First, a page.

The Stranger Adrift
The Motive of Metaphor
You like it under the trees in autumn,
Because everything is half dead.
The wind moves like a cripple among the leaves
And repeats words without meaning.
In the same way, you were happy in spring,
With the half colors of quarter-things,
The slightly brighter sky, the melting clouds,
The single bird, the obscure moon—
The obscure moon lighting an obscure world
Of things that would never be quite expressed,
Where you yourself were never quite yourself
And did not want nor have to be,
Desiring the exhilarations of changes:
The motive for metaphor, shrinking from
The weight of primary noon,
The A B C of being,
The ruddy temper, the hammer
Of red and blue, the hard sound—
Steel against intimation—the sharp flash,
The vital, arrogant, fatal, dominant X.
We went to my place after the baseball game on a beautiful evening. We were sitting on my balcony drinking espresso, for I had no alcohol at my place. I rarely drink at home or alone anymore, and usually I am home alone, exactly the way I like it, since my place functions as a place to sleep, write, and read.
The essence rather than the particulars of our conversation went something like this.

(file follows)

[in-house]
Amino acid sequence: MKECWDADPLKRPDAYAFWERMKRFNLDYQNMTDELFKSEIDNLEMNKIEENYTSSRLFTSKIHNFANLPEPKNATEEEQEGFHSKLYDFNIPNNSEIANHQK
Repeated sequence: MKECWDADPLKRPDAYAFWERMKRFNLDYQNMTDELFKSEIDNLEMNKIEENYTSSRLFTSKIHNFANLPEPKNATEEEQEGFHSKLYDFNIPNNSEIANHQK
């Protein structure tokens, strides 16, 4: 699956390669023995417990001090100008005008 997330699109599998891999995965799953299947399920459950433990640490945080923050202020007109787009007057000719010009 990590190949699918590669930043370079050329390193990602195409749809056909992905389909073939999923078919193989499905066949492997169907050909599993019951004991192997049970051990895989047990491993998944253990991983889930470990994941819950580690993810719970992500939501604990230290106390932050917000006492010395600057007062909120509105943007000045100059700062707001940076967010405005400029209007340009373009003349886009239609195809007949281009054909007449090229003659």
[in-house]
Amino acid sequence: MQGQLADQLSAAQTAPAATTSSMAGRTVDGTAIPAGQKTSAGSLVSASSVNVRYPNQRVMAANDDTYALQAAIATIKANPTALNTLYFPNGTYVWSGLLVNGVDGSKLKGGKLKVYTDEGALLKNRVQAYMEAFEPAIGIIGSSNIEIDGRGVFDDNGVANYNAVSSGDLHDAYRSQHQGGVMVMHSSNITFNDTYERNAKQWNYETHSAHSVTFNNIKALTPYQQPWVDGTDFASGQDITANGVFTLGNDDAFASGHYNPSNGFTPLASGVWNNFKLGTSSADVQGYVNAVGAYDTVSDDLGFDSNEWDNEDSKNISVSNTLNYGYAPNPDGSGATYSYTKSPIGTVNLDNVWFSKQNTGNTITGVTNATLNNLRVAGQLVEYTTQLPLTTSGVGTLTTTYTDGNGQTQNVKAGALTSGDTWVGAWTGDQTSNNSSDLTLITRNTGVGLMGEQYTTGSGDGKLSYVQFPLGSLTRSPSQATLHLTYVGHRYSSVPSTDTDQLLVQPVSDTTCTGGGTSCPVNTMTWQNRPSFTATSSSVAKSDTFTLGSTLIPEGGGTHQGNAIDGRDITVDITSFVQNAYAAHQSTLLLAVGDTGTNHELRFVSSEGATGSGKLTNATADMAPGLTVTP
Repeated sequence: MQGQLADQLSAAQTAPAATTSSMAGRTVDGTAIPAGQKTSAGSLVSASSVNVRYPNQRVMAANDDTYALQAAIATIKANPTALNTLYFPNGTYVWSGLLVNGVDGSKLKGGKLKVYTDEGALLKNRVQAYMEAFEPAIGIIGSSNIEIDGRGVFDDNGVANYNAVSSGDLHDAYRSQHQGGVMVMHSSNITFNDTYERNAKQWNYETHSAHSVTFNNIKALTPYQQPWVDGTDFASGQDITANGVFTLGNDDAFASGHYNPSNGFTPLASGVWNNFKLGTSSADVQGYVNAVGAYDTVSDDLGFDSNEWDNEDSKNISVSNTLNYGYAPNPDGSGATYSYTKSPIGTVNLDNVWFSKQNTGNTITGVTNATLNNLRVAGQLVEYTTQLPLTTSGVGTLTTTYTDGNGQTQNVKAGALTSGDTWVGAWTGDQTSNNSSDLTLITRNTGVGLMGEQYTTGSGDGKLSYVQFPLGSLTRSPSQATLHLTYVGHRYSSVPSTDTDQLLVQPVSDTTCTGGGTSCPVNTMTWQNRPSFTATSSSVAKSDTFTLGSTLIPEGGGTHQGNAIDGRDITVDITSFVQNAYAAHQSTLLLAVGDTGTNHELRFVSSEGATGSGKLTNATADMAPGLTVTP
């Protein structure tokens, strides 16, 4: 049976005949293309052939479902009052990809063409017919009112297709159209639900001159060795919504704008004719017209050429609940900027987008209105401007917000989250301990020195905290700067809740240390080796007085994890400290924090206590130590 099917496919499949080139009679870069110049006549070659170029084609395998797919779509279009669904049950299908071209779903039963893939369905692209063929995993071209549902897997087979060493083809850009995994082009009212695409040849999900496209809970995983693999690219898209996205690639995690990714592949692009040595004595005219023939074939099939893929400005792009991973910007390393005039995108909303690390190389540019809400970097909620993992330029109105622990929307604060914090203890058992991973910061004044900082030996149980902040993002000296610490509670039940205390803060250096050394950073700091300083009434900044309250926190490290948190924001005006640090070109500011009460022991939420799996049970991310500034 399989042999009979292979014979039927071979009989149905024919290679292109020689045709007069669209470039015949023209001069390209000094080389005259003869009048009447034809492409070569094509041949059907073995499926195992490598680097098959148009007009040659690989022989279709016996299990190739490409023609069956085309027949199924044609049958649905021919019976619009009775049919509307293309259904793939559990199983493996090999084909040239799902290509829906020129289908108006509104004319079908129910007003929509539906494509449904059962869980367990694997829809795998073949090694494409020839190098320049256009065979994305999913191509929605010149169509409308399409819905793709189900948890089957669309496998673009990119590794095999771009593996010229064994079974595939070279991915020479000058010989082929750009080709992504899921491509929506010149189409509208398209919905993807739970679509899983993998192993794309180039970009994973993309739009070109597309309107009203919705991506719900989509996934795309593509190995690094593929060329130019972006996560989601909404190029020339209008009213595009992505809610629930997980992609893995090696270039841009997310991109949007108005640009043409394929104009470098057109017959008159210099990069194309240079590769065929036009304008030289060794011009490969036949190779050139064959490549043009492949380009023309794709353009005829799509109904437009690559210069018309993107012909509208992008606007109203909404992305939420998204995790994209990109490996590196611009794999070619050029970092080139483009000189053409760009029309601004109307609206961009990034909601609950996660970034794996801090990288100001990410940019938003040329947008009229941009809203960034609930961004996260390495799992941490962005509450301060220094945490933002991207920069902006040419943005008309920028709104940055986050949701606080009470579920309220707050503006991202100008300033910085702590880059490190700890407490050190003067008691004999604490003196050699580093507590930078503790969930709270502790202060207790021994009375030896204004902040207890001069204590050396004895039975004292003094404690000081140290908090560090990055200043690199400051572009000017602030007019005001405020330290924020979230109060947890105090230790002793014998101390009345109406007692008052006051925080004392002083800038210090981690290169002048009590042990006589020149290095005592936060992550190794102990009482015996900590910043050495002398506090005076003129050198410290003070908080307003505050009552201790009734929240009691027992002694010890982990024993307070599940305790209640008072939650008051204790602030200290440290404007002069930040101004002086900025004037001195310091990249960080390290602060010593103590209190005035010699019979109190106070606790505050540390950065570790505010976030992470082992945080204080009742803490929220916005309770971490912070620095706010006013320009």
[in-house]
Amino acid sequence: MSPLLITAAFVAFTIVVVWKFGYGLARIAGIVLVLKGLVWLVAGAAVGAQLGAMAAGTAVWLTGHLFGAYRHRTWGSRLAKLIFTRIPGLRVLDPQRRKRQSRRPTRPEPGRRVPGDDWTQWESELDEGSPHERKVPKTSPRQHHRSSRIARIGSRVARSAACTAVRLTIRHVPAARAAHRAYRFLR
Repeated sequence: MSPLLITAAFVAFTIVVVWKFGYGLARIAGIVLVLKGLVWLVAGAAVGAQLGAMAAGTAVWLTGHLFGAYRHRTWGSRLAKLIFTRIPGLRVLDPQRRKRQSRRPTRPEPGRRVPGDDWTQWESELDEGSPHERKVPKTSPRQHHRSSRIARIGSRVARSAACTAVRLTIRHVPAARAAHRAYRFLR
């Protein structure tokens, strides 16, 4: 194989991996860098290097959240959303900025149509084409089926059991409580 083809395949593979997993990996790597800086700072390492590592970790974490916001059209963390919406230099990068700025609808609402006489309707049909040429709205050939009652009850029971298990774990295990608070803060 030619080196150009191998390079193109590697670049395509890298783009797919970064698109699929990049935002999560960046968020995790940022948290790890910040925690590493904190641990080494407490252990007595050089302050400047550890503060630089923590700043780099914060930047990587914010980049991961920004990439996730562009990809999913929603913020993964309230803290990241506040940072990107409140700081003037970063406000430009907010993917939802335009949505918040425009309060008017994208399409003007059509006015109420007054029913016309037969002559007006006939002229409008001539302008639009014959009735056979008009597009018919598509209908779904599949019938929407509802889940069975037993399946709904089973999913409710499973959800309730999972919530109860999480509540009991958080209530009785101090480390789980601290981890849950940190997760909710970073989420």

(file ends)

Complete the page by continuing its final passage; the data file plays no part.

“Lynn, you appear not to think the way I expect you to think and want you to think,” she said.
“You do not say the things you used to say. You do not say the things I want you to say.”
“You do not do the things you used to do. You do not do the things I want you to do.”
“I suppose I have changed. I am not the person I used to be or knew,” I said.
“I don’t think I like the new you,” she said.
“Maybe, that is not fair. I don’t know you anymore. You might be alright, but I just don’t know,” she added.
I had no rejoinder. I have changed during the past five years. On many days, I do not even recognize myself. The difference now is that I no longer dwell on the stranger within. No matter who he is, I am stuck with him with no expeditious way to evict him.
I am the sum of my doings, experience, and memories. My days consist of writing from before sunrise until the sun has passed its zenith. Then I read for a spell. What can I say about the experience? I can say nothing. Even if I had something to say, it would be boring—boring exactly like what I am writing now.
However, in fairness to those who have not witnessed or who did observe the changes in me, I should tread lightly when around them. I am a stranger to them even though I often do not feel as if I am. I do not want to make my friends uncomfortable.
I have reached a state in which I always wanted to be. I am unanchored and unmoored. I drift upon the sea. Some days, such as this, the weather is calm and fine. When the storms hit, then it is simply scary. The storm does not cause fear: being alone in it does. To say that is merely to say something as banal as life is what it is.
I can tell you one thing though. I would not trade this placid day of drifting upon the sea even though I had to kill the old me and let a stranger onto the ship to enjoy the day.